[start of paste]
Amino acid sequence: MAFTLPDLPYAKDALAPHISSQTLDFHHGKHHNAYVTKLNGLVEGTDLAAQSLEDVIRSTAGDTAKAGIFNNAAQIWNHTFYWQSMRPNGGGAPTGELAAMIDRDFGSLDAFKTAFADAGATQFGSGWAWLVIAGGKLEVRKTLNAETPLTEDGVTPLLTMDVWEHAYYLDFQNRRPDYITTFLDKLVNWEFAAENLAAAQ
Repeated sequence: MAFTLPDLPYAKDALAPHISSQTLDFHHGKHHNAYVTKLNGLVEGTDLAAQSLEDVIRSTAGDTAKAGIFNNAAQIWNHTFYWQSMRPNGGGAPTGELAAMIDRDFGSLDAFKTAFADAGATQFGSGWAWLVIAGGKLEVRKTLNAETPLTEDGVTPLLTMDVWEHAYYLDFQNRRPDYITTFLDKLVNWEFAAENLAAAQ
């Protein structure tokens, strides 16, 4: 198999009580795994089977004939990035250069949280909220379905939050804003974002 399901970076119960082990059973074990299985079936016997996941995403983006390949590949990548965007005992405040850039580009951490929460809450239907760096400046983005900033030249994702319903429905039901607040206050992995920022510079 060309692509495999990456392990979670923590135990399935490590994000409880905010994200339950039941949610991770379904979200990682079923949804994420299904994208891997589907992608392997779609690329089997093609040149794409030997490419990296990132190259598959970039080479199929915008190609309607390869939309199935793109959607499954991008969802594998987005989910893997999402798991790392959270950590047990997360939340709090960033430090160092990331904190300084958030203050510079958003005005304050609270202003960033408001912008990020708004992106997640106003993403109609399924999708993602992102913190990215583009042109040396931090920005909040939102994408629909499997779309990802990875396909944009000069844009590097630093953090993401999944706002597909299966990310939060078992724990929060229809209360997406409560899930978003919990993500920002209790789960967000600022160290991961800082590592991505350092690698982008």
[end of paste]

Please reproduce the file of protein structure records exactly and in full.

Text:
Amino acid sequence: MAFTLPDLPYAKDALAPHISSQTLDFHHGKHHNAYVTKLNGLVEGTDLAAQSLEDVIRSTAGDTAKAGIFNNAAQIWNHTFYWQSMRPNGGGAPTGELAAMIDRDFGSLDAFKTAFADAGATQFGSGWAWLVIAGGKLEVRKTLNAETPLTEDGVTPLLTMDVWEHAYYLDFQNRRPDYITTFLDKLVNWEFAAENLAAAQ
Repeated sequence: MAFTLPDLPYAKDALAPHISSQTLDFHHGKHHNAYVTKLNGLVEGTDLAAQSLEDVIRSTAGDTAKAGIFNNAAQIWNHTFYWQSMRPNGGGAPTGELAAMIDRDFGSLDAFKTAFADAGATQFGSGWAWLVIAGGKLEVRKTLNAETPLTEDGVTPLLTMDVWEHAYYLDFQNRRPDYITTFLDKLVNWEFAAENLAAAQ
């Protein structure tokens, strides 16, 4: 198999009580795994089977004939990035250069949280909220379905939050804003974002 399901970076119960082990059973074990299985079936016997996941995403983006390949590949990548965007005992405040850039580009951490929460809450239907760096400046983005900033030249994702319903429905039901607040206050992995920022510079 060309692509495999990456392990979670923590135990399935490590994000409880905010994200339950039941949610991770379904979200990682079923949804994420299904994208891997589907992608392997779609690329089997093609040149794409030997490419990296990132190259598959970039080479199929915008190609309607390869939309199935793109959607499954991008969802594998987005989910893997999402798991790392959270950590047990997360939340709090960033430090160092990331904190300084958030203050510079958003005005304050609270202003960033408001912008990020708004992106997640106003993403109609399924999708993602992102913190990215583009042109040396931090920005909040939102994408629909499997779309990802990875396909944009000069844009590097630093953090993401999944706002597909299966990310939060078992724990929060229809209360997406409560899930978003919990993500920002209790789960967000600022160290991961800082590592991505350092690698982008």